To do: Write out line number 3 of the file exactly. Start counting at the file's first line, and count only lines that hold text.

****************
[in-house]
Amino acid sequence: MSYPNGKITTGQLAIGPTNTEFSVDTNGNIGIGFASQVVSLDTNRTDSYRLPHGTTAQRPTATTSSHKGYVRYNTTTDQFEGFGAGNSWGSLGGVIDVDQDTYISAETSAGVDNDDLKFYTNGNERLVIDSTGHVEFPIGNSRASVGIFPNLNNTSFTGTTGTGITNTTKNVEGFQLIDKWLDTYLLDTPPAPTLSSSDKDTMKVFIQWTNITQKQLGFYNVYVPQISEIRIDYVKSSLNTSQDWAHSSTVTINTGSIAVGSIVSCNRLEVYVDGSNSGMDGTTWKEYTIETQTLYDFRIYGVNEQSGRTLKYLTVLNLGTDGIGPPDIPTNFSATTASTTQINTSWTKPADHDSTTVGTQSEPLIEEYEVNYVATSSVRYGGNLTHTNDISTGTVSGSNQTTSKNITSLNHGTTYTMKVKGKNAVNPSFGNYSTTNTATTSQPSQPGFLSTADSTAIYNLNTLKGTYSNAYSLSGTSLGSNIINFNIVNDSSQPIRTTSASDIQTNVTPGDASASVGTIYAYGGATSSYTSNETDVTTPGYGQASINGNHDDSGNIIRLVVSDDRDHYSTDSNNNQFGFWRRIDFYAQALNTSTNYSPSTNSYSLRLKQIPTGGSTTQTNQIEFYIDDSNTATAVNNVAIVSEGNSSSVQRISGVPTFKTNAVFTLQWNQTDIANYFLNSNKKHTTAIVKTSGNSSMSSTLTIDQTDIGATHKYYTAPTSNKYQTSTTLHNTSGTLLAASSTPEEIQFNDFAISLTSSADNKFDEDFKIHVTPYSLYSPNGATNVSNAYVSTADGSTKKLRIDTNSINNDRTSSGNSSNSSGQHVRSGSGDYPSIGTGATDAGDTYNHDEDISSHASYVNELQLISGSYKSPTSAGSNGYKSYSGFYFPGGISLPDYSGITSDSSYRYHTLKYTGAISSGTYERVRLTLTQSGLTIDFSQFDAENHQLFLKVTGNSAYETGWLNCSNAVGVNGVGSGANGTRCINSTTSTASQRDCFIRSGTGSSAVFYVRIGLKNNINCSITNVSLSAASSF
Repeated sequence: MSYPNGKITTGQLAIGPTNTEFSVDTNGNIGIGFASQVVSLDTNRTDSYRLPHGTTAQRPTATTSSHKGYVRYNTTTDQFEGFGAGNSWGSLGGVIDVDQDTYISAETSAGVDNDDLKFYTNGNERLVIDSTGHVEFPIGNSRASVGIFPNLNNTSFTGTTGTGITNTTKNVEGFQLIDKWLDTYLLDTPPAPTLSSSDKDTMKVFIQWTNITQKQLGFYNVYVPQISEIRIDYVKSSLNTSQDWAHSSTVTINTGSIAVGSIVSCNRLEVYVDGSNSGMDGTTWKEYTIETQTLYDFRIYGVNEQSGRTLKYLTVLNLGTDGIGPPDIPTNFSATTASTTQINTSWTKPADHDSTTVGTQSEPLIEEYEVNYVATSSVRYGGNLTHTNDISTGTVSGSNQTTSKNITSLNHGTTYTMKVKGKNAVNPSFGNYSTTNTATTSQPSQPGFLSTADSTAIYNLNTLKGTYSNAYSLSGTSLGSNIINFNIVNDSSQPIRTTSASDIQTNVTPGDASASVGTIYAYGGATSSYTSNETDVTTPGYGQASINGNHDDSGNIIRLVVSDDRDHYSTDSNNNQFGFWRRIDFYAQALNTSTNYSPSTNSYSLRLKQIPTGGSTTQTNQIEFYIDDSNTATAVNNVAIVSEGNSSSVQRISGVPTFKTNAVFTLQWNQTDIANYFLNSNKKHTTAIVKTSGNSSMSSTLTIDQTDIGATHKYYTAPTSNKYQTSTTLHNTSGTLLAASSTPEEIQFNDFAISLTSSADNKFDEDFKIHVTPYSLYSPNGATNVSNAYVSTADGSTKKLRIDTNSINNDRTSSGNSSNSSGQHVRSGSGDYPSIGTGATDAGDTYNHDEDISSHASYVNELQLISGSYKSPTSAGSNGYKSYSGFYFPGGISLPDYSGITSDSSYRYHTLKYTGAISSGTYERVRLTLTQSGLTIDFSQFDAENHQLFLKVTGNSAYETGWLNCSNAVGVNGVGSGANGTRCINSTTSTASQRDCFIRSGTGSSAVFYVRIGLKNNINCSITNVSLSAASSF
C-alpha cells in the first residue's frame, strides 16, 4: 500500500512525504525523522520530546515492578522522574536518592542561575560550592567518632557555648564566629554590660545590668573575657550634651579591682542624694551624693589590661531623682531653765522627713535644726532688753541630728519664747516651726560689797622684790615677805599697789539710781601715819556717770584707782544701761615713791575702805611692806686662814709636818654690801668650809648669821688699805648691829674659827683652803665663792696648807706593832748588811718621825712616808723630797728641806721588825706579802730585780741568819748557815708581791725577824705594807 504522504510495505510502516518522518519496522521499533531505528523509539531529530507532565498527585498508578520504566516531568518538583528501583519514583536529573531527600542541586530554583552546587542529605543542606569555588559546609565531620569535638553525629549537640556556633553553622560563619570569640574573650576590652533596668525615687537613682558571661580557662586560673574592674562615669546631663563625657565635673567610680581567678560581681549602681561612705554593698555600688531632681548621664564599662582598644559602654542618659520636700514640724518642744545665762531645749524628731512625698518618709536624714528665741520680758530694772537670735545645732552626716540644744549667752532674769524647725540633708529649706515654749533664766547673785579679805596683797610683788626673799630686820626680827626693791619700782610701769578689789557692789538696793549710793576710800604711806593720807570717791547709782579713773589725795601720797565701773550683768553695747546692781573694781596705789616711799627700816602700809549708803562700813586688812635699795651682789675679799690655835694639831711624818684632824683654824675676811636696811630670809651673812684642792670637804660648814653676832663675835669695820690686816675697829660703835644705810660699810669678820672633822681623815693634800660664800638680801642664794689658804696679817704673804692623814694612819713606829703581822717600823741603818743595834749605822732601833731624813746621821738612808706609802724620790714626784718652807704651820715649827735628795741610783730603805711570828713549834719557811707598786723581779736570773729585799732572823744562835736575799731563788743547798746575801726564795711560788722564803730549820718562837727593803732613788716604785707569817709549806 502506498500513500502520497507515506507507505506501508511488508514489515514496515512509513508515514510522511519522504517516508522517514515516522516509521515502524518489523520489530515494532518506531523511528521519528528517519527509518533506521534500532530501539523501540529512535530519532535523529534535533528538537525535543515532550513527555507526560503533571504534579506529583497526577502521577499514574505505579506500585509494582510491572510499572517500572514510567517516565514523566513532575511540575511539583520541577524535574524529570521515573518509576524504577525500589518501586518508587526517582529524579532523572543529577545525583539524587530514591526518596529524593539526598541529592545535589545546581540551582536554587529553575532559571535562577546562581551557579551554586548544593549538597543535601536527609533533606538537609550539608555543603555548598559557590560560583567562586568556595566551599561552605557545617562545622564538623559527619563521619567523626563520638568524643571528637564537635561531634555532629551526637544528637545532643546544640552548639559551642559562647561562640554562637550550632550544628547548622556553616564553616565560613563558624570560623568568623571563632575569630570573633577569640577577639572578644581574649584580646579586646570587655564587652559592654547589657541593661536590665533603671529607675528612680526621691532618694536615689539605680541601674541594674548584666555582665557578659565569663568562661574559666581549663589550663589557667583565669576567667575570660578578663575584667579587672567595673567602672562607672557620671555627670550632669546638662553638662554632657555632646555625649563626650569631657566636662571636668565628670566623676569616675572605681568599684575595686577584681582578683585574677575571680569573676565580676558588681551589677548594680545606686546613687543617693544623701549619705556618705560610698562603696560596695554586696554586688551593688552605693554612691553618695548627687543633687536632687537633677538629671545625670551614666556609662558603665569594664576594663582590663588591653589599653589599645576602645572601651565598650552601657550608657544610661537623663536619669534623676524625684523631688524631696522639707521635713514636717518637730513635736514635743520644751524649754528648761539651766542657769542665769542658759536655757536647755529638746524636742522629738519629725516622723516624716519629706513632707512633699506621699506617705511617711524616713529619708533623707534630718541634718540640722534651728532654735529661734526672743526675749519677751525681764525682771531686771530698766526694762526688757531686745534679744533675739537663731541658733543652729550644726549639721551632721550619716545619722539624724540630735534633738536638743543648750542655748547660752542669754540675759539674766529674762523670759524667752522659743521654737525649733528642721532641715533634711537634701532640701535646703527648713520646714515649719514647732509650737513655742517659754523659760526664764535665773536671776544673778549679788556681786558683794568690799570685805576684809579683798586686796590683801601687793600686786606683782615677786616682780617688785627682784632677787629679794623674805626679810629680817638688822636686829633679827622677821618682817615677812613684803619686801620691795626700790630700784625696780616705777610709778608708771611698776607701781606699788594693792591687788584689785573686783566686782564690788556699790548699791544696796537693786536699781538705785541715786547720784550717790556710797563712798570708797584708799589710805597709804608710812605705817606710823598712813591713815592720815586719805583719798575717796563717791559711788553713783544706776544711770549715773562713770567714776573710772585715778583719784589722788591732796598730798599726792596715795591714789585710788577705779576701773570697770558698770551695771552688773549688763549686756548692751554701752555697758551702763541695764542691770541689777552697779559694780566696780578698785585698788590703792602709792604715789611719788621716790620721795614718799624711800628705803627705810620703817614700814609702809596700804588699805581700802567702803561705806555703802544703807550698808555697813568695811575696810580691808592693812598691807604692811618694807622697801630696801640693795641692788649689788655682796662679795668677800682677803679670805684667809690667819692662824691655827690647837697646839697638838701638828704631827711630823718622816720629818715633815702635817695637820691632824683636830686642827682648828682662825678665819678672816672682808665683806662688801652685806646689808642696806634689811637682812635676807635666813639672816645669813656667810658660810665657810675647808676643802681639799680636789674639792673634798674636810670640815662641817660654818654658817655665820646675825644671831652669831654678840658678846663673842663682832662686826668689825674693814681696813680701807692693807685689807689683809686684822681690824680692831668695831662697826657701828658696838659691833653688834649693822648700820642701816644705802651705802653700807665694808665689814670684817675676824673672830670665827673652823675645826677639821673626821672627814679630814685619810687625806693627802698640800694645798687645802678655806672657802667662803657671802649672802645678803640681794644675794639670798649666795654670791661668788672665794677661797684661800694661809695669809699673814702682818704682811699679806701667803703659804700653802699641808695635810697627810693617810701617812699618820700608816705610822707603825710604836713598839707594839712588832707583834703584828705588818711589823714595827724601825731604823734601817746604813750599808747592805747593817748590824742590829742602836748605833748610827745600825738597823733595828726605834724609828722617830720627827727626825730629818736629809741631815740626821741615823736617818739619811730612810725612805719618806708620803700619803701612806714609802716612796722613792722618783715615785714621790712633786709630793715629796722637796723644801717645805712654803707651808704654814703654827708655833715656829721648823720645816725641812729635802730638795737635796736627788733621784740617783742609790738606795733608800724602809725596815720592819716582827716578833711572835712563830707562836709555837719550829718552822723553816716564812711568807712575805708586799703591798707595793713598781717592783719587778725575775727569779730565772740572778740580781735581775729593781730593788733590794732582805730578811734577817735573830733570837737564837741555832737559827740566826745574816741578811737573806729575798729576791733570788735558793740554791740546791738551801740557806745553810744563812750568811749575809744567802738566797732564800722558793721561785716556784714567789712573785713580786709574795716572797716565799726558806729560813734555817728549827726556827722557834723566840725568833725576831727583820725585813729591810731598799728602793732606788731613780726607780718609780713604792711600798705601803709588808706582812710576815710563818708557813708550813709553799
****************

Repeated sequence: MSYPNGKITTGQLAIGPTNTEFSVDTNGNIGIGFASQVVSLDTNRTDSYRLPHGTTAQRPTATTSSHKGYVRYNTTTDQFEGFGAGNSWGSLGGVIDVDQDTYISAETSAGVDNDDLKFYTNGNERLVIDSTGHVEFPIGNSRASVGIFPNLNNTSFTGTTGTGITNTTKNVEGFQLIDKWLDTYLLDTPPAPTLSSSDKDTMKVFIQWTNITQKQLGFYNVYVPQISEIRIDYVKSSLNTSQDWAHSSTVTINTGSIAVGSIVSCNRLEVYVDGSNSGMDGTTWKEYTIETQTLYDFRIYGVNEQSGRTLKYLTVLNLGTDGIGPPDIPTNFSATTASTTQINTSWTKPADHDSTTVGTQSEPLIEEYEVNYVATSSVRYGGNLTHTNDISTGTVSGSNQTTSKNITSLNHGTTYTMKVKGKNAVNPSFGNYSTTNTATTSQPSQPGFLSTADSTAIYNLNTLKGTYSNAYSLSGTSLGSNIINFNIVNDSSQPIRTTSASDIQTNVTPGDASASVGTIYAYGGATSSYTSNETDVTTPGYGQASINGNHDDSGNIIRLVVSDDRDHYSTDSNNNQFGFWRRIDFYAQALNTSTNYSPSTNSYSLRLKQIPTGGSTTQTNQIEFYIDDSNTATAVNNVAIVSEGNSSSVQRISGVPTFKTNAVFTLQWNQTDIANYFLNSNKKHTTAIVKTSGNSSMSSTLTIDQTDIGATHKYYTAPTSNKYQTSTTLHNTSGTLLAASSTPEEIQFNDFAISLTSSADNKFDEDFKIHVTPYSLYSPNGATNVSNAYVSTADGSTKKLRIDTNSINNDRTSSGNSSNSSGQHVRSGSGDYPSIGTGATDAGDTYNHDEDISSHASYVNELQLISGSYKSPTSAGSNGYKSYSGFYFPGGISLPDYSGITSDSSYRYHTLKYTGAISSGTYERVRLTLTQSGLTIDFSQFDAENHQLFLKVTGNSAYETGWLNCSNAVGVNGVGSGANGTRCINSTTSTASQRDCFIRSGTGSSAVFYVRIGLKNNINCSITNVSLSAASSF